Sukkot is one of the most joyful festivals on the Jewish calendar. “Sukkot,” a Hebrew word meaning “booths” or “huts,” refers to the Jewish festival of giving thanks for the fall harvest. The holiday has also come to commemorate the 40 years of Jewish wandering in the desert after the giving of the Torah atop Mt. Sinai. Sukkot is celebrated five days after Yom Kippur on the 15th of the Hebrew month of Tishrei, and is marked by several distinct traditions. One, which takes the commandment to dwell in booths literally, is to erect a sukkah, a small, temporary booth or hut. Sukkot (in this case, the plural of sukkah) are commonly used during the seven-day festival for eating, entertaining and even for sleeping.
It is one of the Three Pilgrimage Festivals (“Shloshet HaRegalim”) along with Passover and Shavuot.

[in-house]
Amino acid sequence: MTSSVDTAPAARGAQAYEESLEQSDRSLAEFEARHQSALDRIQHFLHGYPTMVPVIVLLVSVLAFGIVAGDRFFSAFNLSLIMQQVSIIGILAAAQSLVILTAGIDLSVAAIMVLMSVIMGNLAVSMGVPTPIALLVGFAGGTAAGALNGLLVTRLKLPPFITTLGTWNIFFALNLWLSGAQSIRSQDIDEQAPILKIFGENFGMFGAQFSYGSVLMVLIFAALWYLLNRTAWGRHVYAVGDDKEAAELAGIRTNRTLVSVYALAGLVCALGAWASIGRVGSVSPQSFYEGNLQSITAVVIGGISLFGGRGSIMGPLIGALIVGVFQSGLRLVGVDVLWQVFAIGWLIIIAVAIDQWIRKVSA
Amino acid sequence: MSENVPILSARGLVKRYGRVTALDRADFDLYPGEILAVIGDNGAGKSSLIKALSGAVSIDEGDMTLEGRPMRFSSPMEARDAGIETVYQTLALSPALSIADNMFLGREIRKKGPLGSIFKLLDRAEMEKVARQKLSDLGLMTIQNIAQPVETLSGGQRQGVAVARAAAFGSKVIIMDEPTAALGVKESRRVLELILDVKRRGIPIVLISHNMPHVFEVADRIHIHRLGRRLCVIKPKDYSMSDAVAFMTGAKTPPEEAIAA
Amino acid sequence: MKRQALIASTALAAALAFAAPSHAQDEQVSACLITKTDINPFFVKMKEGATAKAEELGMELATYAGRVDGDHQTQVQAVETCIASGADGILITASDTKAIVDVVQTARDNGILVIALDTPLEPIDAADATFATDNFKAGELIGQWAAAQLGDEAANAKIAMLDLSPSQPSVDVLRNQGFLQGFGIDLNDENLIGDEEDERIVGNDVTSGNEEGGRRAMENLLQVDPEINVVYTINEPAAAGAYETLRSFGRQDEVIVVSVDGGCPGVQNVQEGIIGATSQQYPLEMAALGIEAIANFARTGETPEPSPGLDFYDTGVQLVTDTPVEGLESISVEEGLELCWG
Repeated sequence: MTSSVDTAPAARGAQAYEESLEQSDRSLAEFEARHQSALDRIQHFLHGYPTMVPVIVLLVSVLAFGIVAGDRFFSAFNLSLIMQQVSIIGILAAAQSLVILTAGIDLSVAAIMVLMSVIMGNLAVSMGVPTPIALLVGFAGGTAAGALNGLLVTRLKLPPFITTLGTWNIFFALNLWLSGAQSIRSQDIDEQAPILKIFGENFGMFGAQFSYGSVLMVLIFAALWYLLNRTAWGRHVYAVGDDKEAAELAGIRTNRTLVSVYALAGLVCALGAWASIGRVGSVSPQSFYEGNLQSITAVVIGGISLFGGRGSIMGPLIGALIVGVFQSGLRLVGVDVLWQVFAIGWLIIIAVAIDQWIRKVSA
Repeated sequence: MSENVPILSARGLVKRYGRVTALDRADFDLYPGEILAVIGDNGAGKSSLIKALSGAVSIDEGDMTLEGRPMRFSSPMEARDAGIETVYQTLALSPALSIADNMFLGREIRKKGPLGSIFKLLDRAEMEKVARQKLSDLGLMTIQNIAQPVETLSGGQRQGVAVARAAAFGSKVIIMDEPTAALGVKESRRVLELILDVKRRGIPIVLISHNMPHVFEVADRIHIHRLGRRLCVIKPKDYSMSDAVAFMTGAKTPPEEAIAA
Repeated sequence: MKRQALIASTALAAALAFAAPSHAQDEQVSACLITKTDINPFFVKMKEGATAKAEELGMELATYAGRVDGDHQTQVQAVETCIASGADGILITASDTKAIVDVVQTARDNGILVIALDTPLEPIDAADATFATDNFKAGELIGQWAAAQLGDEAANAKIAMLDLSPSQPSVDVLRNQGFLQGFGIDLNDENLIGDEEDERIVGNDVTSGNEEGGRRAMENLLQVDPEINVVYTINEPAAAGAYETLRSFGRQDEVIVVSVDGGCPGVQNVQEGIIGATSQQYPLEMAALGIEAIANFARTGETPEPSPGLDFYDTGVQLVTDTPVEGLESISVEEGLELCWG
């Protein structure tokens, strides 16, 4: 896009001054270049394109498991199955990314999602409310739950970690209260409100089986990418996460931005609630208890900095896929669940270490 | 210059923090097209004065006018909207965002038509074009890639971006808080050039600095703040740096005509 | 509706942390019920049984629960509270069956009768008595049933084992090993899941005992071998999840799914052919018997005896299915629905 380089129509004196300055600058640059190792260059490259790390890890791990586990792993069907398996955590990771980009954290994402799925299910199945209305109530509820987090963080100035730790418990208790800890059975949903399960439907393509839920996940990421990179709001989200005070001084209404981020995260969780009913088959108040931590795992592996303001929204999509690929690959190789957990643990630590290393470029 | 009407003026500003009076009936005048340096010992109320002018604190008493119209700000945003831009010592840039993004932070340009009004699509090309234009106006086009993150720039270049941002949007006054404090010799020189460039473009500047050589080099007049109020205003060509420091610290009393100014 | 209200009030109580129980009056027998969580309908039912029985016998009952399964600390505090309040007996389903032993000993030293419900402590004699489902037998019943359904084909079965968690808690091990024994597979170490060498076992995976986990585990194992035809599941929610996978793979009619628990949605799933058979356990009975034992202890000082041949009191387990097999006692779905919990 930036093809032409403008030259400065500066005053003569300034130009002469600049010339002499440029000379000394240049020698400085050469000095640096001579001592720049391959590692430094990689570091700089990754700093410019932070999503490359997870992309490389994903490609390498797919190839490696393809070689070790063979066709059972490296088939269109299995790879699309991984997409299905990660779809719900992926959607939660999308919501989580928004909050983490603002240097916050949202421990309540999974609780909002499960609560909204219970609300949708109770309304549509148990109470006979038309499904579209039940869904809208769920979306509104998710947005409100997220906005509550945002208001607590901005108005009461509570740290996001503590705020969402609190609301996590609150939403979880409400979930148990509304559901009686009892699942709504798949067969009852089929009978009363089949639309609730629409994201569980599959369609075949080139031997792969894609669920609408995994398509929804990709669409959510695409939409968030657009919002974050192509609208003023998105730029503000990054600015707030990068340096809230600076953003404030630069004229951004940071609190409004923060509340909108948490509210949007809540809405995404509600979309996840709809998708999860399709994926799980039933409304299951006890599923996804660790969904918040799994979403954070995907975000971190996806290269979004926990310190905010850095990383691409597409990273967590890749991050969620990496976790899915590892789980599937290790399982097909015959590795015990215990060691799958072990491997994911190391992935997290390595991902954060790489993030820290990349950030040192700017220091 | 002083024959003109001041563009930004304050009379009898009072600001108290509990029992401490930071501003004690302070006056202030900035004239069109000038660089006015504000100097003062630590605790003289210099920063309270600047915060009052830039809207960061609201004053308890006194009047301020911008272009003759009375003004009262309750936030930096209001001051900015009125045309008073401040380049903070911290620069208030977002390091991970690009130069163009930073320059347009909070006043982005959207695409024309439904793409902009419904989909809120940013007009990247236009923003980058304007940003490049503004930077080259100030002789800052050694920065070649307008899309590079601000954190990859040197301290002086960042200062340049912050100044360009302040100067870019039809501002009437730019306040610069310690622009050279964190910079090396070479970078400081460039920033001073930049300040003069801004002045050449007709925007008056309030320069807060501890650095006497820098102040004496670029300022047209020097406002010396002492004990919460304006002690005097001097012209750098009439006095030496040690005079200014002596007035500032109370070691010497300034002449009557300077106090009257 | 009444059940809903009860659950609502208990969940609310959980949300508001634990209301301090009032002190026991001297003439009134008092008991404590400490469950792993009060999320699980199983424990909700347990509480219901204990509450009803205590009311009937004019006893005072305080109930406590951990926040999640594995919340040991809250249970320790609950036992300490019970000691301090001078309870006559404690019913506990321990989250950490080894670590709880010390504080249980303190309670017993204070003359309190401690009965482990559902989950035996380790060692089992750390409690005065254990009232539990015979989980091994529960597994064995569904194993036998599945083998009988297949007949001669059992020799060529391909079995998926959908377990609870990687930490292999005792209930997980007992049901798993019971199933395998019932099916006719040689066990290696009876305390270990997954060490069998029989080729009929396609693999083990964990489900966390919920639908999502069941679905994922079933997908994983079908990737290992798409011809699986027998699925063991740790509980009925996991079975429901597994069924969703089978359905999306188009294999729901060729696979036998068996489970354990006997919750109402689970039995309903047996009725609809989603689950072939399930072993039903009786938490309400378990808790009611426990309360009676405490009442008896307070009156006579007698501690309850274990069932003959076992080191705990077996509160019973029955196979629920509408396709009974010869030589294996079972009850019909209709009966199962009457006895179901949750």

Our sukkot have open walls and open doors, and this encourages us to welcome as many people as we can. We invite family, friends, neighbors, and community to rejoice, eat, and share what we have with each other. Another name for Sukkot is Chag Ha-asif, (Festival of the Ingathering), representing the importance in Jewish life of giving thanks for the bounty of the earth.
On each day of Sukkot, there is a waving ceremony of the four species:
- Etrog: The fruit of a citron tree.
- Lulav: The leaf of a date palm tree.
- Hadas: Boughs with leaves from the myrtle tree.
- Aravah: Branches (with leaves) from the willow tree.
These four species are characterised traditionally by their taste and smell.
The Etrog has both good taste and smell, symbolising those who study Torah and do good deeds.
The Lulav has taste but no smell, symbolising those who study Torah but do not do good deeds.
The Hadas has good small but no taste, symbolising those who do good deeds but do not study Torah.
Finally, the Aravah, has neither taste nor smell, symbolising those who do not study Torah nor do good deeds.